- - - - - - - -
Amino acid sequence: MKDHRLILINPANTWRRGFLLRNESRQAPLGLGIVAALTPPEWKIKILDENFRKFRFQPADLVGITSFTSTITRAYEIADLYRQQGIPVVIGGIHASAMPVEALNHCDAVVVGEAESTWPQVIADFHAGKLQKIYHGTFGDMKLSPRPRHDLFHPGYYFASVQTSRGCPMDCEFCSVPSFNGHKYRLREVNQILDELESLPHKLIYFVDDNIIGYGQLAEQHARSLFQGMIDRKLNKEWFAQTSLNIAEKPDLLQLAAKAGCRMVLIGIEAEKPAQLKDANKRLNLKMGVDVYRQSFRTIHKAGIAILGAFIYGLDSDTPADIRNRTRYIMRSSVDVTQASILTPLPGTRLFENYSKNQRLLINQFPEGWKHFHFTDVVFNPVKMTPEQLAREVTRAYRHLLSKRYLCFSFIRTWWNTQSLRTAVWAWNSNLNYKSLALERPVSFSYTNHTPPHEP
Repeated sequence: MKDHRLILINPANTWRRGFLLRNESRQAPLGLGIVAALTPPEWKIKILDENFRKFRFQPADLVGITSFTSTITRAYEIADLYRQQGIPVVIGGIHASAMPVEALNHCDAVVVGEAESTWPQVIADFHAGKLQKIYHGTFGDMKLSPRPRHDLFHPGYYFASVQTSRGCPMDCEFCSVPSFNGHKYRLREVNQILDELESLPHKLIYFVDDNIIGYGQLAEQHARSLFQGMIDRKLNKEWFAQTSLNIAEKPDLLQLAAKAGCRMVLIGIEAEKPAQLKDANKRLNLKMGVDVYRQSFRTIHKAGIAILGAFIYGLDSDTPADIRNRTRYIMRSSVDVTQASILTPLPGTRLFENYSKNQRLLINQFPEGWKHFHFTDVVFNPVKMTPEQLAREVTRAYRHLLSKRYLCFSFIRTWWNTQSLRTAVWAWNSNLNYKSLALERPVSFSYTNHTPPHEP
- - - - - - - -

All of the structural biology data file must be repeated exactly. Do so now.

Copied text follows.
Amino acid sequence: MKDHRLILINPANTWRRGFLLRNESRQAPLGLGIVAALTPPEWKIKILDENFRKFRFQPADLVGITSFTSTITRAYEIADLYRQQGIPVVIGGIHASAMPVEALNHCDAVVVGEAESTWPQVIADFHAGKLQKIYHGTFGDMKLSPRPRHDLFHPGYYFASVQTSRGCPMDCEFCSVPSFNGHKYRLREVNQILDELESLPHKLIYFVDDNIIGYGQLAEQHARSLFQGMIDRKLNKEWFAQTSLNIAEKPDLLQLAAKAGCRMVLIGIEAEKPAQLKDANKRLNLKMGVDVYRQSFRTIHKAGIAILGAFIYGLDSDTPADIRNRTRYIMRSSVDVTQASILTPLPGTRLFENYSKNQRLLINQFPEGWKHFHFTDVVFNPVKMTPEQLAREVTRAYRHLLSKRYLCFSFIRTWWNTQSLRTAVWAWNSNLNYKSLALERPVSFSYTNHTPPHEP
Repeated sequence: MKDHRLILINPANTWRRGFLLRNESRQAPLGLGIVAALTPPEWKIKILDENFRKFRFQPADLVGITSFTSTITRAYEIADLYRQQGIPVVIGGIHASAMPVEALNHCDAVVVGEAESTWPQVIADFHAGKLQKIYHGTFGDMKLSPRPRHDLFHPGYYFASVQTSRGCPMDCEFCSVPSFNGHKYRLREVNQILDELESLPHKLIYFVDDNIIGYGQLAEQHARSLFQGMIDRKLNKEWFAQTSLNIAEKPDLLQLAAKAGCRMVLIGIEAEKPAQLKDANKRLNLKMGVDVYRQSFRTIHKAGIAILGAFIYGLDSDTPADIRNRTRYIMRSSVDVTQASILTPLPGTRLFENYSKNQRLLINQFPEGWKHFHFTDVVFNPVKMTPEQLAREVTRAYRHLLSKRYLCFSFIRTWWNTQSLRTAVWAWNSNLNYKSLALERPVSFSYTNHTPPHEP